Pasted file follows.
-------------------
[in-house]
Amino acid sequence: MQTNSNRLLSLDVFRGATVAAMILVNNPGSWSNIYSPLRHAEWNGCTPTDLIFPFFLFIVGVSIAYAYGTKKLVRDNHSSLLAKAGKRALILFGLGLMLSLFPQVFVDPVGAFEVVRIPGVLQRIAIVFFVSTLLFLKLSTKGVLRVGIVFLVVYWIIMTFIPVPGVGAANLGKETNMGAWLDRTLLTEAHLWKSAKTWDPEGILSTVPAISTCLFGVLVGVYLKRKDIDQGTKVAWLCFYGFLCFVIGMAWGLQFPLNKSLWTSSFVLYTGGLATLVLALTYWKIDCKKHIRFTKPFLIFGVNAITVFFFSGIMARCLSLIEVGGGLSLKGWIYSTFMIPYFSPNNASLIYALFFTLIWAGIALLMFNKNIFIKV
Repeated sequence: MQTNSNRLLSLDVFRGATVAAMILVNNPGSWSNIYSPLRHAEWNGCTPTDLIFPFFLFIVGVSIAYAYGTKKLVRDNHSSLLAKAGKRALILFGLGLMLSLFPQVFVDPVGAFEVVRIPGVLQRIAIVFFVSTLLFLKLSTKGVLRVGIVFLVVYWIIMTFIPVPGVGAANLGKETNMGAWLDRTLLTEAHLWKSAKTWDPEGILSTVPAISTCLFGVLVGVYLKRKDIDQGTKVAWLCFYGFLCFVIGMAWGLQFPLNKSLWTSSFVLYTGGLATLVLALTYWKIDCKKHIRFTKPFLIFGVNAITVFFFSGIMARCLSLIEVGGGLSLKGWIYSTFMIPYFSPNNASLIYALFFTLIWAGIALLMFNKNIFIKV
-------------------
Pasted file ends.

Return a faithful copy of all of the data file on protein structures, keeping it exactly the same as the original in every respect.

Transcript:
[in-house]
Amino acid sequence: MQTNSNRLLSLDVFRGATVAAMILVNNPGSWSNIYSPLRHAEWNGCTPTDLIFPFFLFIVGVSIAYAYGTKKLVRDNHSSLLAKAGKRALILFGLGLMLSLFPQVFVDPVGAFEVVRIPGVLQRIAIVFFVSTLLFLKLSTKGVLRVGIVFLVVYWIIMTFIPVPGVGAANLGKETNMGAWLDRTLLTEAHLWKSAKTWDPEGILSTVPAISTCLFGVLVGVYLKRKDIDQGTKVAWLCFYGFLCFVIGMAWGLQFPLNKSLWTSSFVLYTGGLATLVLALTYWKIDCKKHIRFTKPFLIFGVNAITVFFFSGIMARCLSLIEVGGGLSLKGWIYSTFMIPYFSPNNASLIYALFFTLIWAGIALLMFNKNIFIKV
Repeated sequence: MQTNSNRLLSLDVFRGATVAAMILVNNPGSWSNIYSPLRHAEWNGCTPTDLIFPFFLFIVGVSIAYAYGTKKLVRDNHSSLLAKAGKRALILFGLGLMLSLFPQVFVDPVGAFEVVRIPGVLQRIAIVFFVSTLLFLKLSTKGVLRVGIVFLVVYWIIMTFIPVPGVGAANLGKETNMGAWLDRTLLTEAHLWKSAKTWDPEGILSTVPAISTCLFGVLVGVYLKRKDIDQGTKVAWLCFYGFLCFVIGMAWGLQFPLNKSLWTSSFVLYTGGLATLVLALTYWKIDCKKHIRFTKPFLIFGVNAITVFFFSGIMARCLSLIEVGGGLSLKGWIYSTFMIPYFSPNNASLIYALFFTLIWAGIALLMFNKNIFIKV